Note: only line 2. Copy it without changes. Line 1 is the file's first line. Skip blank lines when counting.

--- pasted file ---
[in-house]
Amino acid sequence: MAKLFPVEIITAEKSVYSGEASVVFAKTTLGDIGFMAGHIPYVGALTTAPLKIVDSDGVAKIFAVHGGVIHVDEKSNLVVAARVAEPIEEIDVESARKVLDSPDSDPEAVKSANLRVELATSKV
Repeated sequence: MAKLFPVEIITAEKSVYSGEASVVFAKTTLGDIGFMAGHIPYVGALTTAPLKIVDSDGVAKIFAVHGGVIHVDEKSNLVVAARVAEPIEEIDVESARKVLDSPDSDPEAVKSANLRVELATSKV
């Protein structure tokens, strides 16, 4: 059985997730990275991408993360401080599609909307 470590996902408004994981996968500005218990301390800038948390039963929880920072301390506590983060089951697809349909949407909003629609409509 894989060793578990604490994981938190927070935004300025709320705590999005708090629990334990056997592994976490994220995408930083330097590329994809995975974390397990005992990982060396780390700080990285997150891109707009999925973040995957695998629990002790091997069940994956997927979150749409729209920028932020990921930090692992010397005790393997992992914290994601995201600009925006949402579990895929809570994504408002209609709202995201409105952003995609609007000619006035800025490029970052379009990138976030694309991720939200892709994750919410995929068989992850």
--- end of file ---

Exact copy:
Amino acid sequence: MAKLFPVEIITAEKSVYSGEASVVFAKTTLGDIGFMAGHIPYVGALTTAPLKIVDSDGVAKIFAVHGGVIHVDEKSNLVVAARVAEPIEEIDVESARKVLDSPDSDPEAVKSANLRVELATSKV